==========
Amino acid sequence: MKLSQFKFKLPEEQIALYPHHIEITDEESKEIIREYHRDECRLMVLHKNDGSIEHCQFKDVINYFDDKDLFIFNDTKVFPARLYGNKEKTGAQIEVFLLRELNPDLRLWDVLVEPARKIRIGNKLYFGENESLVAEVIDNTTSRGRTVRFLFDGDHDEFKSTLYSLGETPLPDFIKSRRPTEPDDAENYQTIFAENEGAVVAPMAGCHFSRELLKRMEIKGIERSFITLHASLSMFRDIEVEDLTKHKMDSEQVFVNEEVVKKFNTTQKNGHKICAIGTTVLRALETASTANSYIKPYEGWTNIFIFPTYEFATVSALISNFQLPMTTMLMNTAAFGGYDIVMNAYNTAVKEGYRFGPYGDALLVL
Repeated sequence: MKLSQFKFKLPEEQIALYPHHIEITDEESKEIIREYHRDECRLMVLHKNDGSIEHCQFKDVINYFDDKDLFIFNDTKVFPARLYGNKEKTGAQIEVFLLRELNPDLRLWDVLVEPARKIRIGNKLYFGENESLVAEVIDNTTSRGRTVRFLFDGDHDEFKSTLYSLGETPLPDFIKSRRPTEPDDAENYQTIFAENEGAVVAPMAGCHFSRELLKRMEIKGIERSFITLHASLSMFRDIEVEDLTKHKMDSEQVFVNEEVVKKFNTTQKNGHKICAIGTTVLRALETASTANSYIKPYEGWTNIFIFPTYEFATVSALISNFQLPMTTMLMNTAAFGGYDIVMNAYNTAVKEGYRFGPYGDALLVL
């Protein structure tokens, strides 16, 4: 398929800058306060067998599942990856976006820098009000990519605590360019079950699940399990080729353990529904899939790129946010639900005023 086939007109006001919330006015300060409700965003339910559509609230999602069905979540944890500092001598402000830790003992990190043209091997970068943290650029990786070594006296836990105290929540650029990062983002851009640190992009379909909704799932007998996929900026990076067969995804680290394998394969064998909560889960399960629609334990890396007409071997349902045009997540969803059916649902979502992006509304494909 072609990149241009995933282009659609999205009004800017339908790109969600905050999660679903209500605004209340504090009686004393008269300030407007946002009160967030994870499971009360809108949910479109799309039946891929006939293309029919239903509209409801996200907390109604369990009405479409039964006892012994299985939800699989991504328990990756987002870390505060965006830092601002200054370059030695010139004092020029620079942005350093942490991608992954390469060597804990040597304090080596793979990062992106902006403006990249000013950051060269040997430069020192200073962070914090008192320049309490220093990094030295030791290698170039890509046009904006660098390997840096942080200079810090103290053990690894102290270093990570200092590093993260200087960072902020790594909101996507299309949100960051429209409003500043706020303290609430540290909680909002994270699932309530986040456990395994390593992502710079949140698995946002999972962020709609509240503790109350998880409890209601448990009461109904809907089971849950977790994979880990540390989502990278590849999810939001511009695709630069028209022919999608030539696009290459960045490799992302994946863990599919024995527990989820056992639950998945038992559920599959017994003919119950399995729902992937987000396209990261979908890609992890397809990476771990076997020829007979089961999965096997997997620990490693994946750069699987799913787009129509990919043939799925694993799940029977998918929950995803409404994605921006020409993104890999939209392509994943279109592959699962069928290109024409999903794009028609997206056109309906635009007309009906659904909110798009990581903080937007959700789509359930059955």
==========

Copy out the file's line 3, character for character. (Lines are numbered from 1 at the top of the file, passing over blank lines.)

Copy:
């Protein structure tokens, strides 16, 4: 398929800058306060067998599942990856976006820098009000990519605590360019079950699940399990080729353990529904899939790129946010639900005023 086939007109006001919330006015300060409700965003339910559509609230999602069905979540944890500092001598402000830790003992990190043209091997970068943290650029990786070594006296836990105290929540650029990062983002851009640190992009379909909704799932007998996929900026990076067969995804680290394998394969064998909560889960399960629609334990890396007409071997349902045009997540969803059916649902979502992006509304494909 072609990149241009995933282009659609999205009004800017339908790109969600905050999660679903209500605004209340504090009686004393008269300030407007946002009160967030994870499971009360809108949910479109799309039946891929006939293309029919239903509209409801996200907390109604369990009405479409039964006892012994299985939800699989991504328990990756987002870390505060965006830092601002200054370059030695010139004092020029620079942005350093942490991608992954390469060597804990040597304090080596793979990062992106902006403006990249000013950051060269040997430069020192200073962070914090008192320049309490220093990094030295030791290698170039890509046009904006660098390997840096942080200079810090103290053990690894102290270093990570200092590093993260200087960072902020790594909101996507299309949100960051429209409003500043706020303290609430540290909680909002994270699932309530986040456990395994390593992502710079949140698995946002999972962020709609509240503790109350998880409890209601448990009461109904809907089971849950977790994979880990540390989502990278590849999810939001511009695709630069028209022919999608030539696009290459960045490799992302994946863990599919024995527990989820056992639950998945038992559920599959017994003919119950399995729902992937987000396209990261979908890609992890397809990476771990076997020829007979089961999965096997997997620990490693994946750069699987799913787009129509990919043939799925694993799940029977998918929950995803409404994605921006020409993104890999939209392509994943279109592959699962069928290109024409999903794009028609997206056109309906635009007309009906659904909110798009990581903080937007959700789509359930059955």